We have repeatedly questioned the long-term wisdom of large-scale tourist developments along Mexico’s coastline. See, for example:
- Can Mexico’s Environmental Agency protect Mexico’s coastline?
- Plans for a tourism megaproject in Sinaloa, a Pacific Coast “Cancún”
- Villages near Huatulco, Oaxaca: the “Integrated Administration of Natural Resources”
- Punta de Mita: forced migration due to tourism development
- Conflict at Cabo Pulmo: mass tourism meets ecotourism
The good news, in June 2012, was that it looked as if the conflict at Cabo Pulmo, in Baja California Sur, had been resolved in favor of protecting the environment:
Unfortunately, land developers won’t take “No” for an answer. Immediately after its “cancellation”, the Cabo Cortés project was renamed Los Pericúes and relaunched, with few if any differences from the original version. Two years on, the project has been taken over by a new consortium of developers and renamed “Cabo Dorado”. Some changes have been made along the way, and Cabo Dorado no longer includes a marina or desalination plant, and its plans appear to have a lower building density.
There are still some legitimate concerns about the long-term impact of such a project in this area, so kudos to Carolina Herrera (Latin America Advocate of the Natural Resources Defense Council in Washington DC) for her impassioned plea calling for Cabo Pulmo to be protected from the latest incarnation of this long-proposed tourist megaproject.
The project is located immediately north of the Cabo Pulmo Marine Park, which over its 19 year lifespan has proven to be hugely successful in conservation terms (The extraordinary ecological recovery of Mexico’s Cabo Pulmo Marine Park), while providing local people with the opportunity to offer a variety of alternative forms of low impact tourism. The site of the Cabo Dorado project site is home to 26 “at risk” species, including endemic plants and endangered sea turtles.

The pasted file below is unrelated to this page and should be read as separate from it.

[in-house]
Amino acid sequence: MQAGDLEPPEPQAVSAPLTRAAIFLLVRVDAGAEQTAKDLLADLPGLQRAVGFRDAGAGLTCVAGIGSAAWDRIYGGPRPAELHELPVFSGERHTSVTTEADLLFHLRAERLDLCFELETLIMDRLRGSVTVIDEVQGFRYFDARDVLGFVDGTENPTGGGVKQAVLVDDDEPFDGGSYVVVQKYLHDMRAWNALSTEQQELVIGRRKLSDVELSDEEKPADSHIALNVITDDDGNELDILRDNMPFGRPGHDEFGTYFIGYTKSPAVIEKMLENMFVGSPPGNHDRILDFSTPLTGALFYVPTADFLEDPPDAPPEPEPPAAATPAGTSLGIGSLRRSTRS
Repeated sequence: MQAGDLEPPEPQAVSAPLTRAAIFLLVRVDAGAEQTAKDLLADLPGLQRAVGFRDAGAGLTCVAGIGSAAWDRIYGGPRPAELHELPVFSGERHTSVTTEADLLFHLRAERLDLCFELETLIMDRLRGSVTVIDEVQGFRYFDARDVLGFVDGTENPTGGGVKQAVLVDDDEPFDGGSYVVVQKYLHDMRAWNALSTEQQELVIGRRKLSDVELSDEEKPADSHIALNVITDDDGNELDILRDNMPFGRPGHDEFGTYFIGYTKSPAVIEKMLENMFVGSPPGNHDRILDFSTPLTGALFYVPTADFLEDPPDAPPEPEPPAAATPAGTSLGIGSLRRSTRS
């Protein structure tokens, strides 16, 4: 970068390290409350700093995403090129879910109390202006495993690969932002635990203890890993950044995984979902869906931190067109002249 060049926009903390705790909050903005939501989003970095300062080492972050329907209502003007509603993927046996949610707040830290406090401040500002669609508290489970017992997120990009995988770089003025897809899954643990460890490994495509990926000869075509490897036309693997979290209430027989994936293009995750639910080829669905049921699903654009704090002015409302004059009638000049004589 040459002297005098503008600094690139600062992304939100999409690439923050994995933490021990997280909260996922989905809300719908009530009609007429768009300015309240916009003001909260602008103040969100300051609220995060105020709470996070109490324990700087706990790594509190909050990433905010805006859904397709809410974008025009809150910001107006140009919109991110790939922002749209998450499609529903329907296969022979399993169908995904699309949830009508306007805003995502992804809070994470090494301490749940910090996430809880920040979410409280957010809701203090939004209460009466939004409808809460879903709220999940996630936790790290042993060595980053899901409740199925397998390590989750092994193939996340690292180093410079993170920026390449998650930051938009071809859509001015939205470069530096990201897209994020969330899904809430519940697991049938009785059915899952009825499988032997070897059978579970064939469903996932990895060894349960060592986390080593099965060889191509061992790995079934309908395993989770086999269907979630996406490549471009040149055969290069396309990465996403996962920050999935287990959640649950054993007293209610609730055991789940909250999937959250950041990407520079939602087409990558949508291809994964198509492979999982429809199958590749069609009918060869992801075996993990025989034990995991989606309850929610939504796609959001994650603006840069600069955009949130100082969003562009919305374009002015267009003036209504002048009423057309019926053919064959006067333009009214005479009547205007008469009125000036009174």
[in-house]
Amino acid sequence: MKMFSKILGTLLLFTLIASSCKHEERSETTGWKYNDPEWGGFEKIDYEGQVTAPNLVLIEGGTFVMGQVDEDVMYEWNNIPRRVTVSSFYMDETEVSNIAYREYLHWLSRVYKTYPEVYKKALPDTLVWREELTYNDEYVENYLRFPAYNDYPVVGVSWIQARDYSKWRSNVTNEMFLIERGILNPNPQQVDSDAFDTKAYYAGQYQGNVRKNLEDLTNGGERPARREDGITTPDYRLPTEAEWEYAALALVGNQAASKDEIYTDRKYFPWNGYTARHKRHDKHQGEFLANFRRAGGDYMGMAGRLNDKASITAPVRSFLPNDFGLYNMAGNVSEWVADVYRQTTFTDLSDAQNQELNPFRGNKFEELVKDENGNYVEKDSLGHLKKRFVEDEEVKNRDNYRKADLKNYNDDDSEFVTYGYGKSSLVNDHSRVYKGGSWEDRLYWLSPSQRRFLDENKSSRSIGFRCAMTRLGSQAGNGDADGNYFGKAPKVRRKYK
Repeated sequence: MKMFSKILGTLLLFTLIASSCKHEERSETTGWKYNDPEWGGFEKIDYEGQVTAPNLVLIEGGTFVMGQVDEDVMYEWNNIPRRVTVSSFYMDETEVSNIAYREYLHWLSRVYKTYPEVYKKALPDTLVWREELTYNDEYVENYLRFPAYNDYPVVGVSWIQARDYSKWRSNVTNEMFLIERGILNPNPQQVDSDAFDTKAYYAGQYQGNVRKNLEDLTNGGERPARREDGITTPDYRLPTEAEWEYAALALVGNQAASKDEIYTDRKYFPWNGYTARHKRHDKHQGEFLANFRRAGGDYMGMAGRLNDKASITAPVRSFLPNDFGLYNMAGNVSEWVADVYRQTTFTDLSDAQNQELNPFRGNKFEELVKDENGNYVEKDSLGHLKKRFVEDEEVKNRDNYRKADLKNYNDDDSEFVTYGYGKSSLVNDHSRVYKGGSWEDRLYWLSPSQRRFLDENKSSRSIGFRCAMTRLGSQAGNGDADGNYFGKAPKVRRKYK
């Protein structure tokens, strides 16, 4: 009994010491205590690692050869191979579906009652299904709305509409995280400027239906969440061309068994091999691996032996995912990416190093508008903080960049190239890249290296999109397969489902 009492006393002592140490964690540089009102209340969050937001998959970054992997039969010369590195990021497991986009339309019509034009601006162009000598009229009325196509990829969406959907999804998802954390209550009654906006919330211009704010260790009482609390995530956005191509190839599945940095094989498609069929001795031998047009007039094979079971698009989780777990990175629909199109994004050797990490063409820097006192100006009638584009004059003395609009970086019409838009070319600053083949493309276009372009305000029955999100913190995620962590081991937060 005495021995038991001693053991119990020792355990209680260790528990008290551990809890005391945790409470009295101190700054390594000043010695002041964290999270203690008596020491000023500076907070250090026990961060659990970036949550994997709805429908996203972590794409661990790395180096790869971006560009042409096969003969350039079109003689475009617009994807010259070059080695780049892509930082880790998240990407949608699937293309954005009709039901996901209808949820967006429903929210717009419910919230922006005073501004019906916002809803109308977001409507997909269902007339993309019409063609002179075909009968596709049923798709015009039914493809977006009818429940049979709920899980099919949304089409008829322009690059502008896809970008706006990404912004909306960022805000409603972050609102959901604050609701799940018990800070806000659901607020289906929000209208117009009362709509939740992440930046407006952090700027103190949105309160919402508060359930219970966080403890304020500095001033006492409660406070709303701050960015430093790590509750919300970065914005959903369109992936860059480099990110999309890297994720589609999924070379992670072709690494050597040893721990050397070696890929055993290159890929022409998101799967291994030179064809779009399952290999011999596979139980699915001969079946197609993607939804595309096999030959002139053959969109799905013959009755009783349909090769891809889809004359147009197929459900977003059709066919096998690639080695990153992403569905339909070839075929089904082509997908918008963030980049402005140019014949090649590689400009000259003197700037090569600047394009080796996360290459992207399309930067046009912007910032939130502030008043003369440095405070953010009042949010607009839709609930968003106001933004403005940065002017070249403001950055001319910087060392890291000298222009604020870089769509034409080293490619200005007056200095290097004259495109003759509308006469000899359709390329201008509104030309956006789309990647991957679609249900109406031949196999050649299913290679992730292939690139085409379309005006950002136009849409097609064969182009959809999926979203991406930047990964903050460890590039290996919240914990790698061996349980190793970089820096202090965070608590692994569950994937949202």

Cabo Dorado is a 3.6-bilion-dollar joint investment by La Rivera Desarrollos BCS, a joint venture of Glorious Earth Group (USA) and Beijing Sansong International Trade Group (China), together with China State Construction Engineering Corporation.
The project is for the construction of a new “ecotourist city” on 3770 hectares (9317 acres) of land. Slightly more than two-thirds of this area will be retained as a “conservation reserve”.
The master plan for the developed third includes:
- 6,141 homes (443 ha)
- 9 hotels with 4,080 hotel rooms (721 ha) [the 22,503 number on the infographic below is an error]
- 2 golf courses and practice ground (162 ha)
- Services, infrastructure, maintenance (334 ha)
- 1 landing strip
- 1 14-km aqueduct
- Shops, convention center, etc
According to the developers. Cabo Dorado “will be a fully integrated development, a first of its kind in the country, as it combines educational, recreational activities, scientific research, health promotional centers and a strong commitment to preserve the environment.” To this end, the project includes “an interpretation center, a technological and biological research center for studies related to the Sea of Cortes and the Desert of Baja California Sur, as well as a cultural exchange center, an educational institute and a student campus. In addition, there will be centers dedicated to the promotion of trade and investments, a high performance sports center, 9 world-class hotels and residences for temporary visitors and full time residents.”
Cabo Dorado will extract up to 4.8 million cubic meters of water a year from Santiago aquifer, roughly equivalent to the water needs of a city of 82,000 people) and will generate 711,900 kilograms of waste per day.
On the positive side, the project will create 18,000 direct and indirect jobs and bring around 900 million dollars/year into this area. It does not involve a marina or pumping wastewater into the sea which should prevent direct adverse ecological impact on marine life. The masterplan includes a “support town” for workers, which means that the local municipality does not need to build additional infrastructure to support the project.
The Mexican Center for Environmental Law (CEMDA) has called for a formal public meeting and consultation to ensure people are adequately informed about the latest plans and the potential social and environmental impacts.
For an exceptionally informative series of papers (in Spanish) on all aspects of tourism and sustainability in Cabo Pulmo, see Tourism and sustainability in Cabo Pulmo, published in 2008 (large pdf file).
- Can Mexico’s Environmental Agency protect Mexico’s coastline? (Mar 2011)
- The extraordinary ecological recovery of Mexico’s Cabo Pulmo Marine Park (Aug 2011)
- Swim at your peril through the murky data for Mexico’s beaches